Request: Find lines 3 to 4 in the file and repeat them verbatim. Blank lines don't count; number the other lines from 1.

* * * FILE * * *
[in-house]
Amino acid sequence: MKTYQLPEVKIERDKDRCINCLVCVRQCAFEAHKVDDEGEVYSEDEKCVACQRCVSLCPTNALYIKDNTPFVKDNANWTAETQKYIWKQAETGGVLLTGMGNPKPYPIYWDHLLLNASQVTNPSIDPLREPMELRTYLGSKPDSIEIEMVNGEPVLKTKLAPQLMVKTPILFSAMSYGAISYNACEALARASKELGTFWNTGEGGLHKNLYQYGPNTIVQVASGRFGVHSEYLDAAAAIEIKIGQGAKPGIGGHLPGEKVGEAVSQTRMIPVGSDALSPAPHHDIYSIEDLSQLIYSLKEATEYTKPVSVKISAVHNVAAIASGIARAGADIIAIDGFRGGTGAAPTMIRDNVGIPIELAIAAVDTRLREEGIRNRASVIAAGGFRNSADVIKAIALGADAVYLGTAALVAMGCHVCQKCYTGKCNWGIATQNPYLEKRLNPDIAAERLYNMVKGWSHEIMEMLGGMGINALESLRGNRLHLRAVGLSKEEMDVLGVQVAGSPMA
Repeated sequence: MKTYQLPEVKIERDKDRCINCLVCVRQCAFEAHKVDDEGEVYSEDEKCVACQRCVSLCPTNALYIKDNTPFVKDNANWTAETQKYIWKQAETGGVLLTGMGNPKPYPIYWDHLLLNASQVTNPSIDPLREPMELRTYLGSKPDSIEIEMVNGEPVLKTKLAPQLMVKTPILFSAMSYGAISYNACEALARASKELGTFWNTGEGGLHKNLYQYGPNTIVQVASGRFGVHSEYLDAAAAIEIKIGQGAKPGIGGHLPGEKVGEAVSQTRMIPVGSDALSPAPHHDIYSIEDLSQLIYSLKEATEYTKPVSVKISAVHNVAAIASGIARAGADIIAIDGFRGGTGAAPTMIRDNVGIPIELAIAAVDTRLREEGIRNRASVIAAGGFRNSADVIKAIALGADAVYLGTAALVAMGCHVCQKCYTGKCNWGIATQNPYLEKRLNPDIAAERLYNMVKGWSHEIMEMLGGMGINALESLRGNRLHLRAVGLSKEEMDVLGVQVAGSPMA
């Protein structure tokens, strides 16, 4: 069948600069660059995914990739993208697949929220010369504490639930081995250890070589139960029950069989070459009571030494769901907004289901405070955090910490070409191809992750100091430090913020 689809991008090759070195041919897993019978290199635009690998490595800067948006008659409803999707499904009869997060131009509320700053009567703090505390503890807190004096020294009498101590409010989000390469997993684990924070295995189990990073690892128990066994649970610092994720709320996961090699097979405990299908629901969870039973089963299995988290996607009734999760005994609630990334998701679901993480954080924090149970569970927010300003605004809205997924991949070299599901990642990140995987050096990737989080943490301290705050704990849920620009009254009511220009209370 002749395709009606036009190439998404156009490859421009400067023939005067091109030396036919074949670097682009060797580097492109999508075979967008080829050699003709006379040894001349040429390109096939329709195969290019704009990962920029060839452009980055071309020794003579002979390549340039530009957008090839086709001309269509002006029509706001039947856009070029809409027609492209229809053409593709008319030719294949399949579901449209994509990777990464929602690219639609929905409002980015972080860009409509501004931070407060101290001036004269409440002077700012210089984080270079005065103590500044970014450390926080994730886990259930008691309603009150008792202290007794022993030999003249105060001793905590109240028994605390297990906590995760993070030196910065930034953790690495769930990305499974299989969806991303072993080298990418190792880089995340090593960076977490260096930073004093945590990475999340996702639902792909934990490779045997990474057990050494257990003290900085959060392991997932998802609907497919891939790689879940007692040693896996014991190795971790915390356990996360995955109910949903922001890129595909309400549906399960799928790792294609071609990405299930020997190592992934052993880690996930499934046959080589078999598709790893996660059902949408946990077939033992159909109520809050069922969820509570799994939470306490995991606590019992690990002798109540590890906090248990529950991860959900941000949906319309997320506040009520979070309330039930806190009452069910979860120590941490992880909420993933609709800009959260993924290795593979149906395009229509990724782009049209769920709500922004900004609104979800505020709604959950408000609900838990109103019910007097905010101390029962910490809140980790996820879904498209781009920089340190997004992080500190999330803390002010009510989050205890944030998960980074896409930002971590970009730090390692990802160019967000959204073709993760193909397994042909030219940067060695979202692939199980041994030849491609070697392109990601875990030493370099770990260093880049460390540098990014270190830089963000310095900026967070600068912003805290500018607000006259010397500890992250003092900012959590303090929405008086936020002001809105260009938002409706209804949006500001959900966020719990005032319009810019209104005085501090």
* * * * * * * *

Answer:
Repeated sequence: MKTYQLPEVKIERDKDRCINCLVCVRQCAFEAHKVDDEGEVYSEDEKCVACQRCVSLCPTNALYIKDNTPFVKDNANWTAETQKYIWKQAETGGVLLTGMGNPKPYPIYWDHLLLNASQVTNPSIDPLREPMELRTYLGSKPDSIEIEMVNGEPVLKTKLAPQLMVKTPILFSAMSYGAISYNACEALARASKELGTFWNTGEGGLHKNLYQYGPNTIVQVASGRFGVHSEYLDAAAAIEIKIGQGAKPGIGGHLPGEKVGEAVSQTRMIPVGSDALSPAPHHDIYSIEDLSQLIYSLKEATEYTKPVSVKISAVHNVAAIASGIARAGADIIAIDGFRGGTGAAPTMIRDNVGIPIELAIAAVDTRLREEGIRNRASVIAAGGFRNSADVIKAIALGADAVYLGTAALVAMGCHVCQKCYTGKCNWGIATQNPYLEKRLNPDIAAERLYNMVKGWSHEIMEMLGGMGINALESLRGNRLHLRAVGLSKEEMDVLGVQVAGSPMA
């Protein structure tokens, strides 16, 4: 069948600069660059995914990739993208697949929220010369504490639930081995250890070589139960029950069989070459009571030494769901907004289901405070955090910490070409191809992750100091430090913020 689809991008090759070195041919897993019978290199635009690998490595800067948006008659409803999707499904009869997060131009509320700053009567703090505390503890807190004096020294009498101590409010989000390469997993684990924070295995189990990073690892128990066994649970610092994720709320996961090699097979405990299908629901969870039973089963299995988290996607009734999760005994609630990334998701679901993480954080924090149970569970927010300003605004809205997924991949070299599901990642990140995987050096990737989080943490301290705050704990849920620009009254009511220009209370 002749395709009606036009190439998404156009490859421009400067023939005067091109030396036919074949670097682009060797580097492109999508075979967008080829050699003709006379040894001349040429390109096939329709195969290019704009990962920029060839452009980055071309020794003579002979390549340039530009957008090839086709001309269509002006029509706001039947856009070029809409027609492209229809053409593709008319030719294949399949579901449209994509990777990464929602690219639609929905409002980015972080860009409509501004931070407060101290001036004269409440002077700012210089984080270079005065103590500044970014450390926080994730886990259930008691309603009150008792202290007794022993030999003249105060001793905590109240028994605390297990906590995760993070030196910065930034953790690495769930990305499974299989969806991303072993080298990418190792880089995340090593960076977490260096930073004093945590990475999340996702639902792909934990490779045997990474057990050494257990003290900085959060392991997932998802609907497919891939790689879940007692040693896996014991190795971790915390356990996360995955109910949903922001890129595909309400549906399960799928790792294609071609990405299930020997190592992934052993880690996930499934046959080589078999598709790893996660059902949408946990077939033992159909109520809050069922969820509570799994939470306490995991606590019992690990002798109540590890906090248990529950991860959900941000949906319309997320506040009520979070309330039930806190009452069910979860120590941490992880909420993933609709800009959260993924290795593979149906395009229509990724782009049209769920709500922004900004609104979800505020709604959950408000609900838990109103019910007097905010101390029962910490809140980790996820879904498209781009920089340190997004992080500190999330803390002010009510989050205890944030998960980074896409930002971590970009730090390692990802160019967000959204073709993760193909397994042909030219940067060695979202692939199980041994030849491609070697392109990601875990030493370099770990260093880049460390540098990014270190830089963000310095900026967070600068912003805290500018607000006259010397500890992250003092900012959590303090929405008086936020002001809105260009938002409706209804949006500001959900966020719990005032319009810019209104005085501090």